• There has been some success to grow algea in saltwater dams in deserts for food and fuel. The other benefit is evaporation from these dams producing rain in other places.
        Forests around the world planted for timber , if planted at all, is on average very poorly managed and could in most places grow at over twice the speed and thus double the conversion of CO2 to O2 and cellulosa per ha.
        In the majorities there are seldom quick optimal replantation after harvest slowing the average growth over time.

        • you can actually grow algae from IC engine exhaust injected into water, irradiated by the sun. Skim of the bio mass growth. ( Works like algae bloom )

          • Yes algea can be great but hard to control as you easily can get the wronge algea mix growing, still I agree it is worth lots of scientific and engineering work as the benefits can be huge.
            One can also set the ruling on net emissions letting airlines grow trees in well managed forests producing timber for construction and algea in desert salt water ponds to suck up more CO2 than they emit hence the airliners net emissions will be negative within a few years.
            Similar net emission rules can then be applied to other industries operating less advanced equipment like power plants, concrete factories and steel mills hopefully globally including the US and China.

      • I agree with you.. and also with Bjorns below.

        What is the optimal design of an airplane to save energy?
        -save weight drastically (flying wing)
        -aerodynamics (all surfaces add lift, relaxed stability….)
        -new flight path (higher altitude, parabolic, longer free falling at low drag?)

        Out of the box thinking…

    • “some new type of more enviroment friendly fuel based on e.g. fracking gas”

      that is an Oxymoron. afaics.

      Fracking gas is about as dirty to claim as possible.
      oil from shale stuff too.
      on top:
      LNG loses 15% versus CNG in transport. liquifying is essentially lost effort. compression work is partly reclaimable.

  2. “Further, air traffic grows by 5% per year, so the emissions will increase unless the fuel efficiency of the worldwide aircraft fleet is decreasing with 5% per year.”

    The fuel efficiency rather needs to *increase*, doesn’t it?

  3. Nice to dig in the proble Bjorn. Few comments:
    -You could have mentioned the ghg impact of nox and clouds which is as bad if not worse as co2 emissions alone…
    -i agree that overhyping electric flight as an excuse not to make efforts in other areas is bad. But just pointing fingers at worse emitters to do nothing is even worse.
    -Note that the international maritime organization announced a 5bn usd development programme for carbon neutral fuels (hydrogen and ammonia) funded a by voluntary tax per ton of fossil fuel. Aviation could do the same.
    Looking forward the next corner!

    • I think that is Bjorn’s point. Technologies like these are much easier to implement on the ground and the sea, where weight and size and safety are not such an overwhelming concern. So those things should go forward while aviation waits for something that competes more favorably with fossil fuels. For aviation, advances can still be pursued with regard to efficiency, to minimize consumption and impact.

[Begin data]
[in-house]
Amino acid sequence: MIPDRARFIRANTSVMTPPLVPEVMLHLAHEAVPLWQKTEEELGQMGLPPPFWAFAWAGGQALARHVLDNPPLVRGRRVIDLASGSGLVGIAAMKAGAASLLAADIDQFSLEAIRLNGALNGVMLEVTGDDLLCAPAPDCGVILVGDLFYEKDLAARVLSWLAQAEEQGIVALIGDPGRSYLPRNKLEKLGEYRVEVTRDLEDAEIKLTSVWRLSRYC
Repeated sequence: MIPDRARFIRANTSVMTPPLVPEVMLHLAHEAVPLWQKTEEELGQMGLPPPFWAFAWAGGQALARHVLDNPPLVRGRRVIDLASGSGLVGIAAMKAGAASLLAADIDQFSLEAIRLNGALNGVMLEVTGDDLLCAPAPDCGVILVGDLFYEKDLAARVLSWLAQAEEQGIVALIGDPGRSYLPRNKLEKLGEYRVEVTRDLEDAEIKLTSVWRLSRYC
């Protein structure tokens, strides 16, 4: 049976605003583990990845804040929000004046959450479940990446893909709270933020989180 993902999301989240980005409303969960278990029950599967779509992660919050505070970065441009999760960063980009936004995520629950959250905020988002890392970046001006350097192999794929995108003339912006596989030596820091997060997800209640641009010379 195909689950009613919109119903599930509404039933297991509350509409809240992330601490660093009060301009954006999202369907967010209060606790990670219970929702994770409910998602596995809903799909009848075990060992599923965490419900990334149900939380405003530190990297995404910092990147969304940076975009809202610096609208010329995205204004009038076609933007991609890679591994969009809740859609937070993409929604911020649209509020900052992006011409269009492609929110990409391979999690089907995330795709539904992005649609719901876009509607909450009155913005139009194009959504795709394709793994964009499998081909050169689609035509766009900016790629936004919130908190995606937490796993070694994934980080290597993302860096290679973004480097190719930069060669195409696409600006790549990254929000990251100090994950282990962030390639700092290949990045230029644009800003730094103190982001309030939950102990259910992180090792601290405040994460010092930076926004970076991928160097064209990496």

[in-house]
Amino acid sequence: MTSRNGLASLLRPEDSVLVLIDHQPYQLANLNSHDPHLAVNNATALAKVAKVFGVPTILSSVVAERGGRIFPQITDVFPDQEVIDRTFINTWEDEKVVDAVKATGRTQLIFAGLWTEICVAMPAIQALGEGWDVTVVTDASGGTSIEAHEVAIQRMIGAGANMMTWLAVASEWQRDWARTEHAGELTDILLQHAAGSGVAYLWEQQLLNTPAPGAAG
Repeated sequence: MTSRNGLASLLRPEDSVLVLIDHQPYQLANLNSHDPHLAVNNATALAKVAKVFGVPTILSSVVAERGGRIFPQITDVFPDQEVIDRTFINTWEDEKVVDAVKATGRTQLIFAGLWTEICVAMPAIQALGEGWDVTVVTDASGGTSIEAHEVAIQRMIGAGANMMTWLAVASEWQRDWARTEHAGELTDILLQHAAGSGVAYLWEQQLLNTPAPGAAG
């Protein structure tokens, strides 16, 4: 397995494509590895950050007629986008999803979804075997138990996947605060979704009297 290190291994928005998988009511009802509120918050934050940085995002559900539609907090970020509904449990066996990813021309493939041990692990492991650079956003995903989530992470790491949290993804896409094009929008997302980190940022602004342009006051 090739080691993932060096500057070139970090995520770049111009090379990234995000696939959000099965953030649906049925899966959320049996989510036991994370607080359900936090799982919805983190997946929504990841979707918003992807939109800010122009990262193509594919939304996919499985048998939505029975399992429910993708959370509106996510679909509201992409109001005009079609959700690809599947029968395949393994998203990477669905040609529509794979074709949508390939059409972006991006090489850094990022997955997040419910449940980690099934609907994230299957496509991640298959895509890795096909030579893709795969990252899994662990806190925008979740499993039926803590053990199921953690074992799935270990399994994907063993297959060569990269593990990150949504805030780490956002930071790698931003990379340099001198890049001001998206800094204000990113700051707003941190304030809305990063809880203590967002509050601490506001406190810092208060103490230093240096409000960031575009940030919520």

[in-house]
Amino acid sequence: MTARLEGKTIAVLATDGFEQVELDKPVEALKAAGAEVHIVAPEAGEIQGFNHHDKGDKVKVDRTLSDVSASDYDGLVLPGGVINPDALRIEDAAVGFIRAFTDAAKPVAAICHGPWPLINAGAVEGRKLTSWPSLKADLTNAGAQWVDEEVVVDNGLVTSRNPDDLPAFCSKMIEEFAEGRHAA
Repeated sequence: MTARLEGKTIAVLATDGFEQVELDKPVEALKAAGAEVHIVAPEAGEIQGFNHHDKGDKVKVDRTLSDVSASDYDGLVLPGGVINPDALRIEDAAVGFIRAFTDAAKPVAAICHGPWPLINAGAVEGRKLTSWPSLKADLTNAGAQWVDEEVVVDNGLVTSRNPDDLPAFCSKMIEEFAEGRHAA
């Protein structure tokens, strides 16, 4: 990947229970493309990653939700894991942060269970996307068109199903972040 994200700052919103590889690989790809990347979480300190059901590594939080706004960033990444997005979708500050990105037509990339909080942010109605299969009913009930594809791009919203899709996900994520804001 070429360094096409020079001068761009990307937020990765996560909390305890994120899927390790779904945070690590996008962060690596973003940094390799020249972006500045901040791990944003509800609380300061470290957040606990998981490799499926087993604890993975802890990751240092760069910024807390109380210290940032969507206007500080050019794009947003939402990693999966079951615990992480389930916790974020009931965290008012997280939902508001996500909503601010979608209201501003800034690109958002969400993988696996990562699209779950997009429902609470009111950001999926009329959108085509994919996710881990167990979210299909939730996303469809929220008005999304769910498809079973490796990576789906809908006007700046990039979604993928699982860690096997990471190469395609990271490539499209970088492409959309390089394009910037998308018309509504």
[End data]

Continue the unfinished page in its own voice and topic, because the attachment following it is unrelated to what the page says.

• The NOX problem is not coming from aircraft or diesels. Fertiliser use is to blame.
      Similarly the sulphur based acid rain from coal and which was blamed for pine tree forrest die back but was also due to land use.

      Aviation must make sure it does not become the visible scape goat for the mob.

      I realise water vapour is a strong infrared absorber, the main one but it also forms clouds that blocks infrared and causes rain which leads to plant growth. The effects are complex and not generally negative yet uncertainty allows worst case fear since hundreds of climate models run backwards show that they don’t work. The billionaire bankers that want “cap and trade” are very keen to see that we and our children are frightened into taking their solution. The same applies to carbon taxes. The buerocrat and politician gets money and the student gets a free degree in international relations. Yet whereas the ICAO CARISMA program can accurately show where reductions have been obtained for offsetting aviation’s emissions carbon taxes can not.

      NOX must clearly be minimised and the solution I feel is more efficiency. Current fuel burn is about 2L/100km/passenger but it seems 0.6L/100km/passenger is possible. The Boeing ultra high aspect ratio braced wing SUGAR concept should get a 56% reduction ie 0.9L/100km/passenger over a medium haul route. The technologies are not available now. Even the fuel cell to power the tail boundary layer suction electric fan system is available. I suppose a near complete elimination of NOX should be possible with fuel cells or perhaps closed cycle Brayton gas turbine.

  4. Thanks for the balanced article. There are many industries that have a larger handle to avoid the massive increase in CO2 and other greenhouse gases. Would you mind, to show an actual graph of the Keeling curve. It ends in 2000 with a value of about 370ppm. We reached 415ppm last year. These 45ppm increase in these last 20 years alone respresents about 35% (!) of the increase since 1800 (280ppm). Solutions must be found to stop this increase.

    • CO2 is shooting up rapidly, no doubt about it. Fortunately infrared absorption shows a strong non linear logarithmic effect versus concentration which means we would need to double the concentration again to get the same effect, weve had most of the climate effects since about 1940. Its not saturated in upper atmosphere and some will reradiate down but not so much. With any luck planet will tolerate 1000ppm with little negative effect. Makes me a little uneasy of course. Where is nuclear when you need it.